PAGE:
The Double Spending Problem – Bitcoin’s Solution to the Internet of Money

News / 06.01.2020

The Information Age

Back in the ’90s, when the Internet started to come around, it showed a lot of promise. Among people technically equipped to handle the innovation, it seemed like a new age was about to dawn. The ability to transfer information at speeds that were unprecedented, along with the fact that it was completely free of centralized hierarchy, portrayed a sense of liberation for millions. The advent of the Internet quickly came to be known as the “Age of Information”.

The Internet handled the flow of information unlike any other information infrastructure humans had ever designed. Through decades of innovation in computer systems, distributed technologies and information theory, we humans had finally devised an infrastructure that handles the flow of information with great efficiency, which only grew further as more people joined the network. By copying files from one node to another, the speed of information transfer was increased by several orders of magnitude. The Internet connected not just a village or town, city or country, but the entire world.

What the Internet Couldn’t Do

The Internet is literally a copying machine. It was built on the TCP/IP protocol, which is a set of rules for the propagation of information from one node in the network to another. How the internet achieves inter-connectedness is by copying any text or file that needs to be sent, breaking it down into small packets and transferring them to the final destination through other nodes in the network. Even if some information was lost along the way, it could be recovered as only a copy of the initial information was sent. This quickly revolutionized the world and it developed into what we know today, as the Internet.

Yet, there remained a very crucial problem that none initially realized – the transfer of information that shouldn’t be copied. Say Alice wanted to send $10 to Bob, who was on the other side of the world. With the infrastructure of the internet, it was a tough task. The Internet would copy the $10 from Alice and send it to Bob, meaning that at the end both Alice and Bob would have the $10. Somehow, both Alice and Bob ended up having $10, although only one of the 2 of them should have had the $10. If a person gives another person something valuable, only one person should end up having it, and not both.

This problem, of transfer of value over the Internet, quickly came to be known as the Double Spend Problem.

Solving the Double Spend Problem

The Double Spend Problem is a flaw in transferring value over the Internet. It describes the difficulty of verifying the ownership of a digital token in a system. To transfer value, one has to transfer the entire ownership of the asset, without having any trace of ownership to the initial holder. This problem prevailed on the Internet, which was ultimately capitalized by Centralized Corporations, who saw this as an opportunity.

Centralized Entities such as Google, Facebook, MasterCard, Visa, etc., built their entire business exploiting this problem. They portrayed themselves as Trusted Agents, who maintained centralized ledgers allowing persons to verifiably send value over the internet, for a fee.

But eventually, this problem was also solved. Bitcoin, with its Proof-of-Work mechanism, was the first known solution for the Double Spend Problem, which we know off.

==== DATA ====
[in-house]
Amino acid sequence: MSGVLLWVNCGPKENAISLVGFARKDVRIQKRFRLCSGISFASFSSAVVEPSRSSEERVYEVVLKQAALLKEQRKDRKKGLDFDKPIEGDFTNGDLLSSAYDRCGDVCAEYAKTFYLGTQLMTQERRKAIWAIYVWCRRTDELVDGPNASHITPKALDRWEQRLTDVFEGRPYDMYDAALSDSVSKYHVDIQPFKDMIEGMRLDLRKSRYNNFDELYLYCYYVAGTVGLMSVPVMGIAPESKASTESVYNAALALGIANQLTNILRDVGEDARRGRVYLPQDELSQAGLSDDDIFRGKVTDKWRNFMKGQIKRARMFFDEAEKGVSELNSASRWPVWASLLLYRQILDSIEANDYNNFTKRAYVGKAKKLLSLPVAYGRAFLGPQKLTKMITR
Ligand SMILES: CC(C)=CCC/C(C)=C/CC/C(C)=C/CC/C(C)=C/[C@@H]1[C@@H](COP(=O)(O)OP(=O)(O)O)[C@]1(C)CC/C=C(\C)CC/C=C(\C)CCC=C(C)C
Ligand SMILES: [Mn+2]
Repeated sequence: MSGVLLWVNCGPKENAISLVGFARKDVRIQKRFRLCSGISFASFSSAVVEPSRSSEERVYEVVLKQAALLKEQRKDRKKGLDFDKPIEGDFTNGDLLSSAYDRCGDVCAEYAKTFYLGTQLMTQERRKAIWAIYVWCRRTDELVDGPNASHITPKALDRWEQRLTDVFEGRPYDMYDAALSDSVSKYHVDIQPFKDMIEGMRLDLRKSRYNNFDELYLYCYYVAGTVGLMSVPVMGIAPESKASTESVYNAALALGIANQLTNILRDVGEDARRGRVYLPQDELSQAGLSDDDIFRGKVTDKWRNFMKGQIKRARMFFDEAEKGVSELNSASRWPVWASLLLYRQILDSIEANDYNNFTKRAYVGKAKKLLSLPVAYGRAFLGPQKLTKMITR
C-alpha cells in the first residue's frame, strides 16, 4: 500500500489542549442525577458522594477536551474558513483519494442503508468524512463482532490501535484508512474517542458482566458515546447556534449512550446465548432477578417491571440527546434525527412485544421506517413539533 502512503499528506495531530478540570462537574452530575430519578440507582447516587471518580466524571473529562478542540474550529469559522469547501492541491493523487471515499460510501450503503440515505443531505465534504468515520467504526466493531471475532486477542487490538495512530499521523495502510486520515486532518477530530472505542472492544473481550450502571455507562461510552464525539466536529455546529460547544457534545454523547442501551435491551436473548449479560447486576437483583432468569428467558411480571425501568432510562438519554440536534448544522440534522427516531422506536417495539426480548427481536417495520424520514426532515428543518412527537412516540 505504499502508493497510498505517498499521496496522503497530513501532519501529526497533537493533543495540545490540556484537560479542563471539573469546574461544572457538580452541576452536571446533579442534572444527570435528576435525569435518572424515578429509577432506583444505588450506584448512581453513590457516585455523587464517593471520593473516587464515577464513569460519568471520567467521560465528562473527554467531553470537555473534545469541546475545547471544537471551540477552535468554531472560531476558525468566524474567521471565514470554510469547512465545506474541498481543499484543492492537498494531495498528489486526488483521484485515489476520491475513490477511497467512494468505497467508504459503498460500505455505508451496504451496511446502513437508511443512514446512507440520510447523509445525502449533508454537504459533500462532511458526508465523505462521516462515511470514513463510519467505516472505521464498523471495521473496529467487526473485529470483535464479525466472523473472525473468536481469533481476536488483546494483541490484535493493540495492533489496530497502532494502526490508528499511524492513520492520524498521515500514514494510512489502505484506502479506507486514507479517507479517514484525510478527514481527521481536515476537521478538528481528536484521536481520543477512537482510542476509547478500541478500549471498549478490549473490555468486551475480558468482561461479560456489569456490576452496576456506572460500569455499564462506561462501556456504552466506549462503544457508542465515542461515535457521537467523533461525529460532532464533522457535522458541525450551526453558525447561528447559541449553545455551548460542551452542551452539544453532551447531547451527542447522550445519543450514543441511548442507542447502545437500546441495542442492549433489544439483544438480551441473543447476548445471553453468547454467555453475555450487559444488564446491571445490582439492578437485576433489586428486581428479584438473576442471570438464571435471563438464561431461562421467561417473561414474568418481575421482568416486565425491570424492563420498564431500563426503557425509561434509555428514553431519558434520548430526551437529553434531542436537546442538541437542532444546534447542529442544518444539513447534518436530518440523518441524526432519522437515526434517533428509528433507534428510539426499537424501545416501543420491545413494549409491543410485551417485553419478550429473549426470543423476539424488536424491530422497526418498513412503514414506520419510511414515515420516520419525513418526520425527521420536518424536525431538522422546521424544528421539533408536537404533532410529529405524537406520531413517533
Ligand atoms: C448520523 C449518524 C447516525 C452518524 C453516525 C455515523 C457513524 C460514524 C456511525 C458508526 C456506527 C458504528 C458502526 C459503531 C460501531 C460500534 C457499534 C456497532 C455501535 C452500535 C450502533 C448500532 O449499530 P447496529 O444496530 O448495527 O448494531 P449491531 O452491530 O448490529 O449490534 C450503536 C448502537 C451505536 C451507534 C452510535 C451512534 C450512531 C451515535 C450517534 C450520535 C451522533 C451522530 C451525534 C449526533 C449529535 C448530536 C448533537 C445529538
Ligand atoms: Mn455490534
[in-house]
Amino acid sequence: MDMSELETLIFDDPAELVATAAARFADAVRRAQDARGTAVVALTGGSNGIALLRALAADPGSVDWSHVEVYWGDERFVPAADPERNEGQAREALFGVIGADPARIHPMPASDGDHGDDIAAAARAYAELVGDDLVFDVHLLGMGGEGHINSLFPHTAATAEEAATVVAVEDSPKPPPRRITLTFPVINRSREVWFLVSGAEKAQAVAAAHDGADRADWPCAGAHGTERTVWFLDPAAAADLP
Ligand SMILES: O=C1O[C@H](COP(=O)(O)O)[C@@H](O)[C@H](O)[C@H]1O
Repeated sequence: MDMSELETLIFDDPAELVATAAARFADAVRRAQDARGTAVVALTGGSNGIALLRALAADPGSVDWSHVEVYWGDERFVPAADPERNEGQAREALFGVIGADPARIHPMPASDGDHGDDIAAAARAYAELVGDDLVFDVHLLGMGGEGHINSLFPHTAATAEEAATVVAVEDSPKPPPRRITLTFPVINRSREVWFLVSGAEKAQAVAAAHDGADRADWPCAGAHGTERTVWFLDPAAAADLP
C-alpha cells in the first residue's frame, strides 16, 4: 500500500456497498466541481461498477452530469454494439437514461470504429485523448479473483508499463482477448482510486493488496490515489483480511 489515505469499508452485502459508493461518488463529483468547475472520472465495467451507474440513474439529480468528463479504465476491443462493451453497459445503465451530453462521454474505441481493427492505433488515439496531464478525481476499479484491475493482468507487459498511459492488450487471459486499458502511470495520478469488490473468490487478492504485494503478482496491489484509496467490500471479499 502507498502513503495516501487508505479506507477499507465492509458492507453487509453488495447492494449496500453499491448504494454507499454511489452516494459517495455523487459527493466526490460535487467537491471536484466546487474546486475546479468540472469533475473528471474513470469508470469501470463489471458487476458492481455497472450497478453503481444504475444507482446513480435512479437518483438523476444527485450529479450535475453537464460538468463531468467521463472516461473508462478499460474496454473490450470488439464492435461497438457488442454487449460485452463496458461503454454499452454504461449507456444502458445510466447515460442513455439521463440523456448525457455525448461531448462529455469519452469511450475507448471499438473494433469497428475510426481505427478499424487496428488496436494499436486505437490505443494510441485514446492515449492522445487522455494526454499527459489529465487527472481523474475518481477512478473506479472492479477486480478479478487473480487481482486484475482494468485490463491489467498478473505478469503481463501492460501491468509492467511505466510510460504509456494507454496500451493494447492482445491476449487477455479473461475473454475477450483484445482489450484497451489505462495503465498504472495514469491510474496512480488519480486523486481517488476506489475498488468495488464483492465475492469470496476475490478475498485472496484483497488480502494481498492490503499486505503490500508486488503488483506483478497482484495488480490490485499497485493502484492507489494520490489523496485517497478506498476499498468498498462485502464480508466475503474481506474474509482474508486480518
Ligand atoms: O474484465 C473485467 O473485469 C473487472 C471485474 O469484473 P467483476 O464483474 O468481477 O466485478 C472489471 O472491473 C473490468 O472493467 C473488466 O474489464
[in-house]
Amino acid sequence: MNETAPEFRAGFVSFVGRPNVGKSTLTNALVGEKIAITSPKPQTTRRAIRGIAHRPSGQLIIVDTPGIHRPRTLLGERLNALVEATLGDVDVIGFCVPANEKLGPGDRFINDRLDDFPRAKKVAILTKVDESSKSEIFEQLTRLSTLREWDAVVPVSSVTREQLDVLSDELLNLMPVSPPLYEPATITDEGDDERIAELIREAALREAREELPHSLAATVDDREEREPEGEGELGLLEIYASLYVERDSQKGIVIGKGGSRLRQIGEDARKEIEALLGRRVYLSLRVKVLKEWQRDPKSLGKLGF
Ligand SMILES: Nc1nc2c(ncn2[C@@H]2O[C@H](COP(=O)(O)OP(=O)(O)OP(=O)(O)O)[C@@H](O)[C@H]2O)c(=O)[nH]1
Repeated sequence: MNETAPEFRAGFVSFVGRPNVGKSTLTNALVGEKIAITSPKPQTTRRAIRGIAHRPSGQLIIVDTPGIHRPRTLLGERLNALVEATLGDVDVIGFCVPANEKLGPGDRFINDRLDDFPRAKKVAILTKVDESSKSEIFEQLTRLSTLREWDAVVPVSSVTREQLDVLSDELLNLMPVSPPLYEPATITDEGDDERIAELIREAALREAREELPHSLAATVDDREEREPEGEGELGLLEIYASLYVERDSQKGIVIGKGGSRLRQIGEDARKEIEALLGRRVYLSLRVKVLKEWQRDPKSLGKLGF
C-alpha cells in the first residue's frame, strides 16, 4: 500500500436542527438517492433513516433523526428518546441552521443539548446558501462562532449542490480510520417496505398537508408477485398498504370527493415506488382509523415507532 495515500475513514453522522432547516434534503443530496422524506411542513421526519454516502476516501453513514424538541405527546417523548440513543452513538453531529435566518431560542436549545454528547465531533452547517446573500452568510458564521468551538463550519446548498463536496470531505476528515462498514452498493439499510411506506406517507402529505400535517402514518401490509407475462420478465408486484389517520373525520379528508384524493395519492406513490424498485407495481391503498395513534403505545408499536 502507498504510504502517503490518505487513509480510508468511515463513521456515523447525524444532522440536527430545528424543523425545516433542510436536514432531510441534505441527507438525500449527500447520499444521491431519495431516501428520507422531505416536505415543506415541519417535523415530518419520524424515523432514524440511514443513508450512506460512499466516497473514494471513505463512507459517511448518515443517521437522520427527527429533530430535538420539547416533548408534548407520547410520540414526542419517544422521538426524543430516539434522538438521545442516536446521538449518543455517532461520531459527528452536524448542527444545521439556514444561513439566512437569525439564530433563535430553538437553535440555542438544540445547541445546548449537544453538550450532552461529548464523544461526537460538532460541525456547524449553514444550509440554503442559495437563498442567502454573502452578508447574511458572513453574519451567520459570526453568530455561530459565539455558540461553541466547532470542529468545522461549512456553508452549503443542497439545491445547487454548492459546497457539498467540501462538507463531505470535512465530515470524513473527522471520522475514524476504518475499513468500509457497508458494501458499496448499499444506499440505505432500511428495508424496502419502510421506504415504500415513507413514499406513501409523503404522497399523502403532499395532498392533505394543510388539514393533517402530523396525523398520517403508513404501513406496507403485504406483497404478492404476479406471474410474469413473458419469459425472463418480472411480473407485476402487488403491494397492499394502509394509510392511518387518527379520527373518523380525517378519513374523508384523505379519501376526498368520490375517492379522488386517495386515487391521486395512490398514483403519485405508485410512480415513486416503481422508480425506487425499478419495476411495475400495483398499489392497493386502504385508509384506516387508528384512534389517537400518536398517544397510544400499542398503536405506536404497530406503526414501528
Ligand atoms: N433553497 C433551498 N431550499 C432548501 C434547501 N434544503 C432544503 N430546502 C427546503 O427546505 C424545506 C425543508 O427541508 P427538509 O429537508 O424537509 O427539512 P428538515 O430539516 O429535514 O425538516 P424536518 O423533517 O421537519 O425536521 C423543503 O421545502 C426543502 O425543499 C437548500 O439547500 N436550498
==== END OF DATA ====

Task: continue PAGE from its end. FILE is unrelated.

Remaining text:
Bitcoin’s Solution to the Double Spend Problem

In 2008, Satoshi Nakamoto (a pseudonym) recognized this problem and put forward his solution for two of the biggest problems on the Internet: Double Spend Problem and the Byzantine General’s Problem. His solution proved to be a revolution, as it effectively managed the flow of value without the loss of trust.

Bitcoin uses a consensus mechanism known as Proof-of-Work, to avoid the need for a centralized party like the ones mentioned above. Instead of requiring a trusted third party to verify that transactions are not double-spends, a decentralized group of individuals known as miners perform this task. All Bitcoin transactions are also included in a shared public ledger known as a blockchain, which ensures that it can be proven that any party wishing to spend bitcoins has those bitcoins.

To show an example of the solution, imagine that you have 1 BTC and you attempt to spend it twice in two separate transactions. You could attempt to do this by sending the same BTC to two separate bitcoin wallet addresses. Both of these transactions will then go into a pool of unconfirmed transactions that will be taken up by miners. The first transaction would be approved via a confirmation mechanism and then verified as new blocks are mined. However, the second transaction would be recognized as invalid by the confirmation process and would not be verified.

If both transactions are pulled from the pool for confirmation simultaneously, the transaction with the highest number of confirmations will be included in the blockchain, while the other one will be discarded.

This elegant and simple solution to the Double Spend Problem has brought immense innovation in the world of the Internet. Finally, a mechanism was developed that did not betray the initial promise of the Internet – Decentralization. Bitcoin’s solution to the Double Spend Problem has since been copied and tweaked for thousands of times in other applications that involve the transfer of value.

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Sudarshan M is a long time crypto-enthusiast. Pulled in by bitcoin early on, it did not take long for Sudarshan to divert all of his academic attention from business studies to blockchain by doing his Masters and eventually pursuing his PhD in the subject.